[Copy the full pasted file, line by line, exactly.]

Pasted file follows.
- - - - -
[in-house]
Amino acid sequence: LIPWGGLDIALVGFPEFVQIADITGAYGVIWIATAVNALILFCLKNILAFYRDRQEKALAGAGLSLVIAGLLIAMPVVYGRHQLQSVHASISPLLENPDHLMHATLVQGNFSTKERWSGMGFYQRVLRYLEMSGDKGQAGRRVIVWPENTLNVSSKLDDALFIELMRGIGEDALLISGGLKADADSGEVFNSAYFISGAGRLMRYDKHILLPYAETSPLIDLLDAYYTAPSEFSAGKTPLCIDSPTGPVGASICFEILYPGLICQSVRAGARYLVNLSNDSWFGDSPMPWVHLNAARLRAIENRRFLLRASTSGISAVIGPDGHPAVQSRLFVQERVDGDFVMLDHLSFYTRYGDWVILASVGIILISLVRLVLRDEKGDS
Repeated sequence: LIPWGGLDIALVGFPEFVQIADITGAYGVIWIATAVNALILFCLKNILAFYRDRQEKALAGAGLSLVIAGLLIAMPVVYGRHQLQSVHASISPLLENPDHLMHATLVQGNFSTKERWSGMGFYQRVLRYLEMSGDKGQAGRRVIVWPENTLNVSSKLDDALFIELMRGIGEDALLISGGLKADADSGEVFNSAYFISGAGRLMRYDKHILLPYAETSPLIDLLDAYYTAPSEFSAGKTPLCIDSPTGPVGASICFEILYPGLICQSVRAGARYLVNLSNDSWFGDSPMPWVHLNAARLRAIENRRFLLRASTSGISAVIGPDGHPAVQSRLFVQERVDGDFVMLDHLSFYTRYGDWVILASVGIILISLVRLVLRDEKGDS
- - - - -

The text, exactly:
[in-house]
Amino acid sequence: LIPWGGLDIALVGFPEFVQIADITGAYGVIWIATAVNALILFCLKNILAFYRDRQEKALAGAGLSLVIAGLLIAMPVVYGRHQLQSVHASISPLLENPDHLMHATLVQGNFSTKERWSGMGFYQRVLRYLEMSGDKGQAGRRVIVWPENTLNVSSKLDDALFIELMRGIGEDALLISGGLKADADSGEVFNSAYFISGAGRLMRYDKHILLPYAETSPLIDLLDAYYTAPSEFSAGKTPLCIDSPTGPVGASICFEILYPGLICQSVRAGARYLVNLSNDSWFGDSPMPWVHLNAARLRAIENRRFLLRASTSGISAVIGPDGHPAVQSRLFVQERVDGDFVMLDHLSFYTRYGDWVILASVGIILISLVRLVLRDEKGDS
Repeated sequence: LIPWGGLDIALVGFPEFVQIADITGAYGVIWIATAVNALILFCLKNILAFYRDRQEKALAGAGLSLVIAGLLIAMPVVYGRHQLQSVHASISPLLENPDHLMHATLVQGNFSTKERWSGMGFYQRVLRYLEMSGDKGQAGRRVIVWPENTLNVSSKLDDALFIELMRGIGEDALLISGGLKADADSGEVFNSAYFISGAGRLMRYDKHILLPYAETSPLIDLLDAYYTAPSEFSAGKTPLCIDSPTGPVGASICFEILYPGLICQSVRAGARYLVNLSNDSWFGDSPMPWVHLNAARLRAIENRRFLLRASTSGISAVIGPDGHPAVQSRLFVQERVDGDFVMLDHLSFYTRYGDWVILASVGIILISLVRLVLRDEKGDS